After seeing him on Country Music, I fell in love all over again. How can you not love a man who chokes up recalling the lyric of a Merle Haggard song, or is still holding a grudge—real tight—against Columbia Records on behalf of Johnny Cash? He was a wonderful addition to the mix, holding his own in that group of great storytellers.  He’s just lovely. I’m fine with the jeans, OK? It’s called show biz.

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And so off I went on a YouTube tumble. Here’s a Dwight Yoakam playlist for your Saturday enjoyment. (I also note that a lot of his music is streaming on Amazon Prime.)

And here’s WFUV’s Rita Houston’s 2013 interview of Dwight Yoakam.

For the full effect of The Jeans, I recommend the official video to Yoakam’s cover of “Suspicious Minds.” It’s from the early ’90s, but it’s so ’80s it’ll make your hair perm up.



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  • What serendipity: after a Long workday a couple of days ago, I sat down in front of the TV & channel surfed. The episode of the Ken Burns documentary that included the Bakersfield sound & Dwight’s defense of Johnny was on one of the PBS stations we get in Philly. It was fabulous to see it again & again I too was mesmerized by DY. I love this edition of the newsletter – thank you!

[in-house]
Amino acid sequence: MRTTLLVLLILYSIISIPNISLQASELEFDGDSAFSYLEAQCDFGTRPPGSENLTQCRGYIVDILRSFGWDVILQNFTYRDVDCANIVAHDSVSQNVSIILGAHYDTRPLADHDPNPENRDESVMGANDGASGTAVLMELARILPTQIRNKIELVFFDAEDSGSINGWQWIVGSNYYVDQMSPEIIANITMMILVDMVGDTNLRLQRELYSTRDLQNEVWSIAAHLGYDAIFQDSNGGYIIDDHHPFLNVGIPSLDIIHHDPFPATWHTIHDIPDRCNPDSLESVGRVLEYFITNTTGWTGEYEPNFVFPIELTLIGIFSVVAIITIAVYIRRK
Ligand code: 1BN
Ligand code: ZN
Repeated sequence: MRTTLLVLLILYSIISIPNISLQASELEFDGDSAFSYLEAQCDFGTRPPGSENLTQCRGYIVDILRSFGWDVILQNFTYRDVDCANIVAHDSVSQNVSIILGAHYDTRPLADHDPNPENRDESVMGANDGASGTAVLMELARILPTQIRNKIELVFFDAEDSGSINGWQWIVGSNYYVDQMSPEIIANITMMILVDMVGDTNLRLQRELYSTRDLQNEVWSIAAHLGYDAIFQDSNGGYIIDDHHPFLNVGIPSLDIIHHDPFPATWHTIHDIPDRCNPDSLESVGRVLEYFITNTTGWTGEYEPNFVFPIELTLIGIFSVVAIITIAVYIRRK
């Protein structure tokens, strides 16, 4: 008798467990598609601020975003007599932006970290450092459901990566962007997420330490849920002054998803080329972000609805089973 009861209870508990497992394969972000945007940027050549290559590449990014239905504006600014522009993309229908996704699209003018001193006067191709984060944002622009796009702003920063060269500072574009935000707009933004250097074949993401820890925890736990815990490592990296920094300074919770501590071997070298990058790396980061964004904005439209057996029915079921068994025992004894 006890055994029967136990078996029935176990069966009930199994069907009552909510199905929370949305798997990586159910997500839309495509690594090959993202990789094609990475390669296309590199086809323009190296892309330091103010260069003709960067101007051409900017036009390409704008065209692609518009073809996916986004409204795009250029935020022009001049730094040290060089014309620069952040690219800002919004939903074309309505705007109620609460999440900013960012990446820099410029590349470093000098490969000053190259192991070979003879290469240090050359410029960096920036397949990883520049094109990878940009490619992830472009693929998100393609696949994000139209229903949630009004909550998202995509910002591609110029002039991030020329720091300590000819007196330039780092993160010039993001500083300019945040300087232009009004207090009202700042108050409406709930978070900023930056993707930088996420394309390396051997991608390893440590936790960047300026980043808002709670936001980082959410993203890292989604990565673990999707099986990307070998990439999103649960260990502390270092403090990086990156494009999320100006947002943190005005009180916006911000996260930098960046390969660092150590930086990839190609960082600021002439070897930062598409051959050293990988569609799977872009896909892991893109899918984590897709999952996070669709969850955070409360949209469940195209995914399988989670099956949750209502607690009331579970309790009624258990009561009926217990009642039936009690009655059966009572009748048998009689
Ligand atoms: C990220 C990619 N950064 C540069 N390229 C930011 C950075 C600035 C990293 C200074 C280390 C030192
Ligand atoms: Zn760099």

• No body has the leg action of Dwight no body!

    • Dwight Yoakam—oh yeah since before I was a teenager he was the love of my life! I’ve seen him in concert 9 times and always said if I get back stage don’t worry…he’ll bring me home! I’m from KY and anyone that knows me, can say I know every song/lyrics the gorgeous man has sang and played. I’m grew up in Rosine, KY the bluegrass capital of the world and Dwight really fits in that way!

    • Me too! Have loved Dwight since the 80s. Been to many concerts and hoping to see his new Vegas show.

  • Love this! I have a similar, maybe more unlikely crush of old – for Lyle Lovett. This immediately brought Mary Chapin Carpenter’s song “I Feel Lucky” to mind. With this lyric: